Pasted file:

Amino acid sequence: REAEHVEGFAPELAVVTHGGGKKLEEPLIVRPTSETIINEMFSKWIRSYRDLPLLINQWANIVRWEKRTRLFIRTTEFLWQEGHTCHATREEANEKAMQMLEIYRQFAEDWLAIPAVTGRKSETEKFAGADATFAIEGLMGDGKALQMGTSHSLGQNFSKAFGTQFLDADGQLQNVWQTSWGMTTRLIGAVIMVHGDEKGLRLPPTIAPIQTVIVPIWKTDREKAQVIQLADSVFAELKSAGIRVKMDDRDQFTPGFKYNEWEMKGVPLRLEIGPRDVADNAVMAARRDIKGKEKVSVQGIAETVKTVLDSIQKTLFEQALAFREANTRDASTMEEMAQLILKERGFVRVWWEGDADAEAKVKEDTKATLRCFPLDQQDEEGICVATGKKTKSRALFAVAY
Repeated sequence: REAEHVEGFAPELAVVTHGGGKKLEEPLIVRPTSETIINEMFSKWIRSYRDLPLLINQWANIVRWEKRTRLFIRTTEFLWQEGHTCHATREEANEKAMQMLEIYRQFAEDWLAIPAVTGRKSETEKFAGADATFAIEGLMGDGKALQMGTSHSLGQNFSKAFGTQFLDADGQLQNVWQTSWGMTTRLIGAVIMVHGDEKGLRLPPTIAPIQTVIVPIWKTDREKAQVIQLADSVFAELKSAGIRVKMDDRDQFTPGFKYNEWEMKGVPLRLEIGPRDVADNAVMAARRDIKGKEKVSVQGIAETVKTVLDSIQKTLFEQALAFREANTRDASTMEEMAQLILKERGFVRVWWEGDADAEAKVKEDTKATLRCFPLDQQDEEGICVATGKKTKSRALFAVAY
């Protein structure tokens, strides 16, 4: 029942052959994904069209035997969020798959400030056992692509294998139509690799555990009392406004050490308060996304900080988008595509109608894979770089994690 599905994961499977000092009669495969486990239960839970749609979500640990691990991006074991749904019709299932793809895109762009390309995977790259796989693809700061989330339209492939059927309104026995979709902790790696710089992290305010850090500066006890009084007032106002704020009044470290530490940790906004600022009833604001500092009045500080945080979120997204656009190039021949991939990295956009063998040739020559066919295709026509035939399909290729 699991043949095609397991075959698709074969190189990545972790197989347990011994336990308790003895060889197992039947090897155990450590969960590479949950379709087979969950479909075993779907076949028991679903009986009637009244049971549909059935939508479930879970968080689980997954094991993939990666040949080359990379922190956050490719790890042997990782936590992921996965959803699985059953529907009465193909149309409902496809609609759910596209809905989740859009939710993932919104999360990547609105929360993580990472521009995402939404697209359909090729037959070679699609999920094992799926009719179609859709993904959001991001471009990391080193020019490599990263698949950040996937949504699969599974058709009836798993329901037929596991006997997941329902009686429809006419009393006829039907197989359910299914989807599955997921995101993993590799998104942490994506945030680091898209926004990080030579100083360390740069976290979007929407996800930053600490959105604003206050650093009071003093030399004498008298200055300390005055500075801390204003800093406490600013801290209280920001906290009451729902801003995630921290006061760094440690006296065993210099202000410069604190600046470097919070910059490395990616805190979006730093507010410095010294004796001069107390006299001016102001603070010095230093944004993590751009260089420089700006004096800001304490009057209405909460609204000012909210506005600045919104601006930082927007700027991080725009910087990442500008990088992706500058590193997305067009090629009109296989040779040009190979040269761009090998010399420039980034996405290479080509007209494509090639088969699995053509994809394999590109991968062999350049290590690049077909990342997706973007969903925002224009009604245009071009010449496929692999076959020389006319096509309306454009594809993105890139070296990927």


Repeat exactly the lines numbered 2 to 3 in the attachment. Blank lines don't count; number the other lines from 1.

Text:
Repeated sequence: REAEHVEGFAPELAVVTHGGGKKLEEPLIVRPTSETIINEMFSKWIRSYRDLPLLINQWANIVRWEKRTRLFIRTTEFLWQEGHTCHATREEANEKAMQMLEIYRQFAEDWLAIPAVTGRKSETEKFAGADATFAIEGLMGDGKALQMGTSHSLGQNFSKAFGTQFLDADGQLQNVWQTSWGMTTRLIGAVIMVHGDEKGLRLPPTIAPIQTVIVPIWKTDREKAQVIQLADSVFAELKSAGIRVKMDDRDQFTPGFKYNEWEMKGVPLRLEIGPRDVADNAVMAARRDIKGKEKVSVQGIAETVKTVLDSIQKTLFEQALAFREANTRDASTMEEMAQLILKERGFVRVWWEGDADAEAKVKEDTKATLRCFPLDQQDEEGICVATGKKTKSRALFAVAY
């Protein structure tokens, strides 16, 4: 029942052959994904069209035997969020798959400030056992692509294998139509690799555990009392406004050490308060996304900080988008595509109608894979770089994690 599905994961499977000092009669495969486990239960839970749609979500640990691990991006074991749904019709299932793809895109762009390309995977790259796989693809700061989330339209492939059927309104026995979709902790790696710089992290305010850090500066006890009084007032106002704020009044470290530490940790906004600022009833604001500092009045500080945080979120997204656009190039021949991939990295956009063998040739020559066919295709026509035939399909290729 699991043949095609397991075959698709074969190189990545972790197989347990011994336990308790003895060889197992039947090897155990450590969960590479949950379709087979969950479909075993779907076949028991679903009986009637009244049971549909059935939508479930879970968080689980997954094991993939990666040949080359990379922190956050490719790890042997990782936590992921996965959803699985059953529907009465193909149309409902496809609609759910596209809905989740859009939710993932919104999360990547609105929360993580990472521009995402939404697209359909090729037959070679699609999920094992799926009719179609859709993904959001991001471009990391080193020019490599990263698949950040996937949504699969599974058709009836798993329901037929596991006997997941329902009686429809006419009393006829039907197989359910299914989807599955997921995101993993590799998104942490994506945030680091898209926004990080030579100083360390740069976290979007929407996800930053600490959105604003206050650093009071003093030399004498008298200055300390005055500075801390204003800093406490600013801290209280920001906290009451729902801003995630921290006061760094440690006296065993210099202000410069604190600046470097919070910059490395990616805190979006730093507010410095010294004796001069107390006299001016102001603070010095230093944004993590751009260089420089700006004096800001304490009057209405909460609204000012909210506005600045919104601006930082927007700027991080725009910087990442500008990088992706500058590193997305067009090629009109296989040779040009190979040269761009090998010399420039980034996405290479080509007209494509090639088969699995053509994809394999590109991968062999350049290590690049077909990342997706973007969903925002224009009604245009071009010449496929692999076959020389006319096509309306454009594809993105890139070296990927």